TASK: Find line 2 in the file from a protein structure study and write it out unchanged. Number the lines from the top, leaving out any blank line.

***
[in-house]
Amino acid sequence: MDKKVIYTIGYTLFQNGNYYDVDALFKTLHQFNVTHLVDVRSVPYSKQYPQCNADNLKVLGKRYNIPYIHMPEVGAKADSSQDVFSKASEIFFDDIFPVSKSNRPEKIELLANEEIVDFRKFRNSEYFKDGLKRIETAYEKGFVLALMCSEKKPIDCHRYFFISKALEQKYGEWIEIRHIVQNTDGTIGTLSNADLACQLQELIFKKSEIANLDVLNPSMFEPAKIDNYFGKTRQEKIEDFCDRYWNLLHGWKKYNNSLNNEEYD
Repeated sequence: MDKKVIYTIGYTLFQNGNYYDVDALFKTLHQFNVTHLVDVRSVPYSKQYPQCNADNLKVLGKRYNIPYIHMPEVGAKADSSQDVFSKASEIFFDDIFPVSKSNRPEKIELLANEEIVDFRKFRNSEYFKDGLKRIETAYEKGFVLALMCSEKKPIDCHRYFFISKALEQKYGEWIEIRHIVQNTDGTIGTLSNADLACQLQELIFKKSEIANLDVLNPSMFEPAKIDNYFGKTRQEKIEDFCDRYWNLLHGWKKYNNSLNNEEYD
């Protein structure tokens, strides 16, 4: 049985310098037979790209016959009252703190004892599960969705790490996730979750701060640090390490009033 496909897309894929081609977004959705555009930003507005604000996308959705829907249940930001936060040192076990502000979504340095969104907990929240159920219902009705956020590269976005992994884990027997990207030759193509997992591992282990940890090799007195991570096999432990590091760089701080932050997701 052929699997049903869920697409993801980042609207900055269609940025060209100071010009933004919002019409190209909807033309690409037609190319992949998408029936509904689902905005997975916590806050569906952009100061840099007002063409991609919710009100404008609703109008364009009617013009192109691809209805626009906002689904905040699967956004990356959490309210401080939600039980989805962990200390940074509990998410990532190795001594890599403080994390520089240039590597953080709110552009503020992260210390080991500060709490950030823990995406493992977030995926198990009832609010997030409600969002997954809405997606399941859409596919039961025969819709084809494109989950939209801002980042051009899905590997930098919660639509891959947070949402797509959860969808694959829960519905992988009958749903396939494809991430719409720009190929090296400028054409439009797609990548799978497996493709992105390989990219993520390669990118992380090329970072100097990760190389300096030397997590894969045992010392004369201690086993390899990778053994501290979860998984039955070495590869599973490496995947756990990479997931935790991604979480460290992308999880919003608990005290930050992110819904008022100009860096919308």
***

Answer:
Amino acid sequence: MDKKVIYTIGYTLFQNGNYYDVDALFKTLHQFNVTHLVDVRSVPYSKQYPQCNADNLKVLGKRYNIPYIHMPEVGAKADSSQDVFSKASEIFFDDIFPVSKSNRPEKIELLANEEIVDFRKFRNSEYFKDGLKRIETAYEKGFVLALMCSEKKPIDCHRYFFISKALEQKYGEWIEIRHIVQNTDGTIGTLSNADLACQLQELIFKKSEIANLDVLNPSMFEPAKIDNYFGKTRQEKIEDFCDRYWNLLHGWKKYNNSLNNEEYD